In theory, students have four options.

  1. Continue their classes at CSL. These students would need to cover the more than $22,000 in tuition and fees per semester with a combination of discounts from the law school, cash, and private student loans.
  2. Pause their legal education. Rather than rush into a decision based on incomplete information, students may wish to take a semester off and weigh their options. Under ABA rules, students have up to 84 months within starting law school to obtain all the credits to earn their JD.
  3. Visit at another law school. Students may attend another law school that accepts them as a visitor. They would need to cover tuition and fees at the new school in the same way as they would at CSL — without federal student loans. Some students may be able to complete their degree requirements as a visitor. Otherwise, they may return to CSL (if open) or transfer, though they may lose some credits.
  4. Transfer to another law school. A transfer to another law school would likely be a permanent move. The school’s latest communication to students indicates a pending arrangement with Florida Coastal School of Law (likewise owned by Infilaw) that would guarantee transfer to Coastal. For students with low grades or on academic probation, this may be the only available option. Students wishing to attend another law school will need to obtain admission through the target school’s standard transfer application process.

At this point, CSL students cannot make informed decisions because CSL has not been sufficiently transparent. As such, Law School Transparency has sent CSL a letter with an urgent request for information that will help CSL students make the choice that is best for their personal career ambitions.

Infilaw, which owns Charlotte School of Law and Florida Coastal School of Law, must be transparent about any pending or reasonably foreseeable ABA sanctions at Florida Coastal. As CSL develops its plan for CSL students to transfer to Coastal, they must ensure that CSL students are fully informed about Coastal’s compliance with ABA standards. Students need and deserve to know about the potential for similar problems to emerge at Coastal.

In November, the ABA placed CSL on probation because of its exploitative admissions and retention policies. Coastal’s admissions statistics are not meaningfully different than CSL’s. The majority of students at both schools face extreme risk of failing the bar exam. These two schools also have the highest attrition rates in the country. It’s possible that the ABA has already warned Coastal that it is out of compliance with the ABA standards, much in the way that the ABA warned CSL in February 2016. Indeed, Coastal’s dean announced the school’s intent to raise admissions standards this past fall. Infilaw should disclose any communications from the ABA that in any way indicate potential sanctions against Coastal, including fact-finding inquiries that the ABA will use to evaluate whether the school has sound admissions and retention policies and practices.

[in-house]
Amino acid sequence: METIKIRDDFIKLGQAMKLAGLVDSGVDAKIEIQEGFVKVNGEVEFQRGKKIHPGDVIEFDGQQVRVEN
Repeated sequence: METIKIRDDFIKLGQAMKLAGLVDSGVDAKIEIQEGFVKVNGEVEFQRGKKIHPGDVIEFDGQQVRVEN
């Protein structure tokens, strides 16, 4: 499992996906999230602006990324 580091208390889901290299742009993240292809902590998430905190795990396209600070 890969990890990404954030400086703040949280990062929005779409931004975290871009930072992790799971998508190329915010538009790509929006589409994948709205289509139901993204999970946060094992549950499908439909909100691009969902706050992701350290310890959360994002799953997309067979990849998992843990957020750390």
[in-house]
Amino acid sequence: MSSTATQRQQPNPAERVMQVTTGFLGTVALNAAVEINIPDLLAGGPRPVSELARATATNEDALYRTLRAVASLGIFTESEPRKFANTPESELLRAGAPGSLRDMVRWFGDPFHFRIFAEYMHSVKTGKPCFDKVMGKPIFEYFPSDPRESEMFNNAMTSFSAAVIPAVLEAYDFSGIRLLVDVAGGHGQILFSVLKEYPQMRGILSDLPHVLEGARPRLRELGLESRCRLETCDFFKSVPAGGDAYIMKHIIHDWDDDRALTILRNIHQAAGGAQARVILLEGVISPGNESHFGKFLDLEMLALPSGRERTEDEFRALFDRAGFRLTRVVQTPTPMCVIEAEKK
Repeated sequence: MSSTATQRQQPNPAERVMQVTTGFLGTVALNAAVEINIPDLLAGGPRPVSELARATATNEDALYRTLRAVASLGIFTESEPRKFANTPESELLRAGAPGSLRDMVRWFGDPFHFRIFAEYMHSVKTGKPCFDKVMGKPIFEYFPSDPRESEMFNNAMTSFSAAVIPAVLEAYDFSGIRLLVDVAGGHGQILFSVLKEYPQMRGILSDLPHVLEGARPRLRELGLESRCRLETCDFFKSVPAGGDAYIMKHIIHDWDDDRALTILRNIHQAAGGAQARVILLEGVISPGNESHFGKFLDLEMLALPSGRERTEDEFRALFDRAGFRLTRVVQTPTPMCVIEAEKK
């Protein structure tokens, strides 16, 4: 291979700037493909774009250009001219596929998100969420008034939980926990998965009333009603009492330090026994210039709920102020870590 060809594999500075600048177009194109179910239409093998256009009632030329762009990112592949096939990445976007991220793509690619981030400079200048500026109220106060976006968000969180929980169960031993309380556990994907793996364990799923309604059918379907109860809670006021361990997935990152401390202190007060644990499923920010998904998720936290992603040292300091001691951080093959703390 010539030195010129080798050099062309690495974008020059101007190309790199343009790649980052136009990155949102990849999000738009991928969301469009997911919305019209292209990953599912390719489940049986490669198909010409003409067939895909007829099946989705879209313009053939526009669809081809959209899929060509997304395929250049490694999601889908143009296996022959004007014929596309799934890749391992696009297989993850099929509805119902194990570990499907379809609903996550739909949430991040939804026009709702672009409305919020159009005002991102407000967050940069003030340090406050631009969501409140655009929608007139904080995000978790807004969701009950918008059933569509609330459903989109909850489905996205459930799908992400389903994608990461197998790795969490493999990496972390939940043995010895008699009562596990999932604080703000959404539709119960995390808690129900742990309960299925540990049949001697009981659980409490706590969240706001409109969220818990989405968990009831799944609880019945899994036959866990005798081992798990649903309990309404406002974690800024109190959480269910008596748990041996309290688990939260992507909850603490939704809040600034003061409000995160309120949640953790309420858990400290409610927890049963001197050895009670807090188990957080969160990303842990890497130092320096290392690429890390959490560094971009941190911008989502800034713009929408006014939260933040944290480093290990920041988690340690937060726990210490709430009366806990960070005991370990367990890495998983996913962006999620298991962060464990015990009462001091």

Infilaw should be transparent about communication with the U.S. Department of Education regarding Florida Coastal School of Law’s continued participation in the federal student loan program. The ED cited two independent reasons to deny CSL’s participation in the federal student loan program. First, the ED cited CSL’s non-compliance with the ABA standards. Second, the ED cited CSL’s “substantial misrepresentations regarding the nature of its academic program.” The ED based this finding, in part, on CSL’s failure to disclose until November 2016 that the ABA found the school non-compliant with the ABA standards in February 2016. If Coastal has received notice from the ABA about non-compliance, it has not disclosed it to date. That could provide a basis for the ED to take similar action against Coastal.

Coastal might be a reasonable alternative for some CSL students, but it is not fair or ethical or consistent with the school’s fiduciary duty to withhold this information from CSL students considering a transfer (or, for that matter, current Coastal students).

Infilaw should be transparent about its plans to facilitate transfers within the Infilaw System, including moving expense reimbursement, alternative class schedules, tuition discounts, and whatever else students need to ease the transfer after Infilaw and CSL withheld critical information for nine months. Even assuming that Coastal does not face any immediate issues from regulators, Infilaw and CSL should recognize that simply offering students the opportunity to attend another law school in the Infilaw system is not enough to discharge its legal and ethical obligations to students. This is especially true given Infilaw’s financial interest in moving students to one of its schools that has access to federal student loan dollars from one that does not.

Students who choose to relocate 400 miles from Charlotte to Jacksonville will incur substantial costs, including transportation costs, moving expenses, and early lease termination fees. Students who seek to join the bar can ill afford to have negative credit reports or collection actions taken against them for breaching a lease. It is essential that administrators promptly develop and communicate a fair, simple, and transparent approach for students to file for reimbursement.

Charlotte School of Law should clarify whether it will permit and facilitate students who seek to visit another law school this semester. At least a handful of current CSL students have inquired with other law schools about visiting this coming semester. As one law school in North Carolina told us, the obstacles to a visit are not with their school — they are prepared to promptly review and act upon any applications for a visit. Rather, the question is whether CSL will approve the visit, accept the credits towards CSL degree requirements, and waive degree requirements that cannot be met at the visiting school, such as the course on North Carolina distinctions.